OPEC has declared open season on U.S. shale oil companies through its decision to leave oil production unrestricted. On separate accounts, Matt Phillips and Steve LeVine insist that “the fallout could create a crisis” in the American banking market as well as the energy industry, while Bloomberg notes how China has capitalized on this escalating feud.
American shale’s rise to power is largely credited to advancements in hydraulic fracturing, a method used by companies attempting to extract the resource from underground, as well as additional funding from junk bond investors who have been attracted by the high returns and low interest rates. Consequently, drilling companies both large and small have had an ample supply of credit and financing, such that 17 percent of the $1.3 trillion market is now financed exclusively by such contributions. With the abundance of equity, falling gas prices were to be expected as a simple byproduct of increased production.
In an unexpected response, OPEC signaled its unwillingness to reduce market share and kept production ― and hence future prices ― constant. Phillips and Levine warn that maintaining competitive prices has forced U.S. companies to dig into their profit margin. Normally this would not be a problem were it not for the prevalence of creditors and private owners bloating market value through their contributions. The desire to be on the energy-boom bandwagon has thus indirectly created a host of unfunded liabilities and nurtured an environment for assets such as receivables to fester and become toxic to the global banking system. Jan Stuart, the Director of Credit Suisse’s investment banking division issued a statement insisting “investors remain hungry for yield” and will remain so, deepening the divide between listed externally acquired funds and suffering shale oil companies’ ability to perform up to par.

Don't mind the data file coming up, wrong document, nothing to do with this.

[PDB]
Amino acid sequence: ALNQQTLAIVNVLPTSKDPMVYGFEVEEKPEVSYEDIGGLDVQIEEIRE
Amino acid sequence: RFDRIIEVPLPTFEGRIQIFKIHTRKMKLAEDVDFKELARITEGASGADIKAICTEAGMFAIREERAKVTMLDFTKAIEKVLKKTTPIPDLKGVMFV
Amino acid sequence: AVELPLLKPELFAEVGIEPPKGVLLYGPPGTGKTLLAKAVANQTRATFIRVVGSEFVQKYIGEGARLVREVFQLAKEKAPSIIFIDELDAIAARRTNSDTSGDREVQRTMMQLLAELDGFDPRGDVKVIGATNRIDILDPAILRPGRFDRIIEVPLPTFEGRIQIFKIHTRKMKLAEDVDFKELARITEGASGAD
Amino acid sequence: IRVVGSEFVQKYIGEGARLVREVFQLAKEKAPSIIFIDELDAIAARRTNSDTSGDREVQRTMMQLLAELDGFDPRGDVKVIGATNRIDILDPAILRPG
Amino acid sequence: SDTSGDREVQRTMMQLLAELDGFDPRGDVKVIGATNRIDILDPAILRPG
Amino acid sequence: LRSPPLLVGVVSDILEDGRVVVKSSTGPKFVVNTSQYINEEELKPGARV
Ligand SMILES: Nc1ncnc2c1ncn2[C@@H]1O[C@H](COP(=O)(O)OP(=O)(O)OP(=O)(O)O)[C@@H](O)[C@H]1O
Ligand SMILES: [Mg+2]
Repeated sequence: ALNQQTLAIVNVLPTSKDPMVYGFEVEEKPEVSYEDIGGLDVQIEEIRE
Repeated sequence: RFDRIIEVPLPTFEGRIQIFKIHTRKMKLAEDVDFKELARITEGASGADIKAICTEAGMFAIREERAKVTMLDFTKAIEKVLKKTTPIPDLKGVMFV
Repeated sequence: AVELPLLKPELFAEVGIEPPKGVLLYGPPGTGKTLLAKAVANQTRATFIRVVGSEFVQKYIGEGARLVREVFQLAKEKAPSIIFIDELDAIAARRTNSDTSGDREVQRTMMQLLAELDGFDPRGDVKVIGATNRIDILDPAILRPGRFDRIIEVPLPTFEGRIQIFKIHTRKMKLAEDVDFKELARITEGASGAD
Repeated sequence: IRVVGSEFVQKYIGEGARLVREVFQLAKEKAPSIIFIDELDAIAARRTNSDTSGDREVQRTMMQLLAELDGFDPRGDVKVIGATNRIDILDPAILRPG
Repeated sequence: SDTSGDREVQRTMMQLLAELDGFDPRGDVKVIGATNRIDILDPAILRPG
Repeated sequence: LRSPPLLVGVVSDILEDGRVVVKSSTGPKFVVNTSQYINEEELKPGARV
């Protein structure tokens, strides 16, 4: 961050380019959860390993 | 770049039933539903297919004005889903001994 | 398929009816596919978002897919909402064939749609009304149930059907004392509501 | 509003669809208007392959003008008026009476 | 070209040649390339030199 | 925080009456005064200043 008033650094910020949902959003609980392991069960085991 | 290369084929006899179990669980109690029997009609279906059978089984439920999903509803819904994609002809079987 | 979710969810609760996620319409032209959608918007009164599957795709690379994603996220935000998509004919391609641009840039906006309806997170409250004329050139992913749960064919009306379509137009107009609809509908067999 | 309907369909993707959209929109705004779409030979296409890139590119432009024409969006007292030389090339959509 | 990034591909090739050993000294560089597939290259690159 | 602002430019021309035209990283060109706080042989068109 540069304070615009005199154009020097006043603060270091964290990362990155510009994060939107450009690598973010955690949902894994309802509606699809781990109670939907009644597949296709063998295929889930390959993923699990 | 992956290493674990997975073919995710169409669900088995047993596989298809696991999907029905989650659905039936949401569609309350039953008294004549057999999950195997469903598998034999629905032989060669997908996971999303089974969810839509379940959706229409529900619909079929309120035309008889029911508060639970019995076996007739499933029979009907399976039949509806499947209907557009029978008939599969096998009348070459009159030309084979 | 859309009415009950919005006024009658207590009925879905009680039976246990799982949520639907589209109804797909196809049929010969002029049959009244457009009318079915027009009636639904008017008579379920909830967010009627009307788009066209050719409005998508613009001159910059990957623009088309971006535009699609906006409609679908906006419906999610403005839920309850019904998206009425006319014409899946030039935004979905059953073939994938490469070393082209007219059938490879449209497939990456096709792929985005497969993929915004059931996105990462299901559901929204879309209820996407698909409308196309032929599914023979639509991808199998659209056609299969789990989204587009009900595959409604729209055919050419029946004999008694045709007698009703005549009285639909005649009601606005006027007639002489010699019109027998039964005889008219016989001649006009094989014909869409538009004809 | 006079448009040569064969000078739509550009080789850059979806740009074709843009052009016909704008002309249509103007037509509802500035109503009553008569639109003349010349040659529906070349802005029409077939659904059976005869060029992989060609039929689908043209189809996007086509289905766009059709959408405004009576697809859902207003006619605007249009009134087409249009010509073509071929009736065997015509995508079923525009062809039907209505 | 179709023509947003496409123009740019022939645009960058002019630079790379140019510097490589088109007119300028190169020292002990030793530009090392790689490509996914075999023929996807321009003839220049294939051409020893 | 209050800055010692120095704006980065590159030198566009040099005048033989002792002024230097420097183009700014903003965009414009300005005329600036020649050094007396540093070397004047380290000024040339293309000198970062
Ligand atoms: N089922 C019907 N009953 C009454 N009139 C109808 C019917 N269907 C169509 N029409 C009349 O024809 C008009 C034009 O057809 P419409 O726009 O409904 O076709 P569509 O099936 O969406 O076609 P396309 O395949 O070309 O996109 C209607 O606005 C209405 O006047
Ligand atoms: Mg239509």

While America stares down the looming double-threat, China has quietly begun increasing crude oil stockpiles by as much as seven-hundred thousand barrels per day amidst a fading “golden time window.” Bloomberg notes the steady progress taken by the creeping giant, even despite comparatively lackluster current and future growth of 7 percent as projected by fifty-six independent economists. At the current rate, the opportunist state hopes to stockpile 570 million barrels of crude by 2020, reserves equal to about 100 days of their domestic demand.
American lenders and shareholders must necessarily become more stringent with their credit and their capital when assessing companies. Phillips and Levine warn that there are negative “implications for everyone” from hydraulic fracking fields to Wall Street if financing dries up or if OPEC succeeds in destabilizing American shale, but in a time when the rising industry could be facing one of its greatest global triumphs or defeats, this is clearly an understatement.
Santiago Bello is a research associate at the National Center for Policy Analysis.